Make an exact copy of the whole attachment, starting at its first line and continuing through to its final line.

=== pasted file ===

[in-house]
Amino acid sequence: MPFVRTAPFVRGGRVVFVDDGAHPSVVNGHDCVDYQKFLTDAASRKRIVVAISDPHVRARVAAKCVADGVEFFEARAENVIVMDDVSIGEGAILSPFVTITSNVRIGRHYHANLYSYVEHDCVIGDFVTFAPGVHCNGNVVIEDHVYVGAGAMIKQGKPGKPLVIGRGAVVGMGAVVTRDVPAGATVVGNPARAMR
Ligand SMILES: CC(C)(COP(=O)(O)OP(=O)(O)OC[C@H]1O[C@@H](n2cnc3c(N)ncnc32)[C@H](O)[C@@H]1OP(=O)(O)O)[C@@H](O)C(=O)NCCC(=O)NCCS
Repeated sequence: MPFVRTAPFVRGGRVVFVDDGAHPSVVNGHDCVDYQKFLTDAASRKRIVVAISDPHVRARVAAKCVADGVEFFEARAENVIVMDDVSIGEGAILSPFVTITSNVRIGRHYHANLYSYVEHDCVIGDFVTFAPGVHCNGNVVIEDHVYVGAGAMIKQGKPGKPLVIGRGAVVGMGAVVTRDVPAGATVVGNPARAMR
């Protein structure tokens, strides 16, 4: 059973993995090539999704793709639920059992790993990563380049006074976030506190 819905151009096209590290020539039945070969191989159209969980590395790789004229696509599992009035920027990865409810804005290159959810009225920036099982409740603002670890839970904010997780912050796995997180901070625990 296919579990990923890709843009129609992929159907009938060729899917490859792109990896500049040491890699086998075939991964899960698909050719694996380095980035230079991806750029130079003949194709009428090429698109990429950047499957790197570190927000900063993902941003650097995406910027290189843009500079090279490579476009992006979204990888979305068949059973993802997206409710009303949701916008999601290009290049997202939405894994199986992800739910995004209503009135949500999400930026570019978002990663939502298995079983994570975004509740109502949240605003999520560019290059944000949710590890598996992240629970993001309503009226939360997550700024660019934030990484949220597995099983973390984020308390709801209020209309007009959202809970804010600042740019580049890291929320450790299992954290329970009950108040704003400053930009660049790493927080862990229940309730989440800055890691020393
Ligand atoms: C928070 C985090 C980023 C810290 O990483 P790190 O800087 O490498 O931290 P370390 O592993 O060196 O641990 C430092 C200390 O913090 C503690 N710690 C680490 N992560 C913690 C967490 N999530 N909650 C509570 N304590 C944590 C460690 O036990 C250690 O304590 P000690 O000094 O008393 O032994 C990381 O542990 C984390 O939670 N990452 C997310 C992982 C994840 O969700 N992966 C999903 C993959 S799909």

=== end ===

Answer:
[in-house]
Amino acid sequence: MPFVRTAPFVRGGRVVFVDDGAHPSVVNGHDCVDYQKFLTDAASRKRIVVAISDPHVRARVAAKCVADGVEFFEARAENVIVMDDVSIGEGAILSPFVTITSNVRIGRHYHANLYSYVEHDCVIGDFVTFAPGVHCNGNVVIEDHVYVGAGAMIKQGKPGKPLVIGRGAVVGMGAVVTRDVPAGATVVGNPARAMR
Ligand SMILES: CC(C)(COP(=O)(O)OP(=O)(O)OC[C@H]1O[C@@H](n2cnc3c(N)ncnc32)[C@H](O)[C@@H]1OP(=O)(O)O)[C@@H](O)C(=O)NCCC(=O)NCCS
Repeated sequence: MPFVRTAPFVRGGRVVFVDDGAHPSVVNGHDCVDYQKFLTDAASRKRIVVAISDPHVRARVAAKCVADGVEFFEARAENVIVMDDVSIGEGAILSPFVTITSNVRIGRHYHANLYSYVEHDCVIGDFVTFAPGVHCNGNVVIEDHVYVGAGAMIKQGKPGKPLVIGRGAVVGMGAVVTRDVPAGATVVGNPARAMR
């Protein structure tokens, strides 16, 4: 059973993995090539999704793709639920059992790993990563380049006074976030506190 819905151009096209590290020539039945070969191989159209969980590395790789004229696509599992009035920027990865409810804005290159959810009225920036099982409740603002670890839970904010997780912050796995997180901070625990 296919579990990923890709843009129609992929159907009938060729899917490859792109990896500049040491890699086998075939991964899960698909050719694996380095980035230079991806750029130079003949194709009428090429698109990429950047499957790197570190927000900063993902941003650097995406910027290189843009500079090279490579476009992006979204990888979305068949059973993802997206409710009303949701916008999601290009290049997202939405894994199986992800739910995004209503009135949500999400930026570019978002990663939502298995079983994570975004509740109502949240605003999520560019290059944000949710590890598996992240629970993001309503009226939360997550700024660019934030990484949220597995099983973390984020308390709801209020209309007009959202809970804010600042740019580049890291929320450790299992954290329970009950108040704003400053930009660049790493927080862990229940309730989440800055890691020393
Ligand atoms: C928070 C985090 C980023 C810290 O990483 P790190 O800087 O490498 O931290 P370390 O592993 O060196 O641990 C430092 C200390 O913090 C503690 N710690 C680490 N992560 C913690 C967490 N999530 N909650 C509570 N304590 C944590 C460690 O036990 C250690 O304590 P000690 O000094 O008393 O032994 C990381 O542990 C984390 O939670 N990452 C997310 C992982 C994840 O969700 N992966 C999903 C993959 S799909």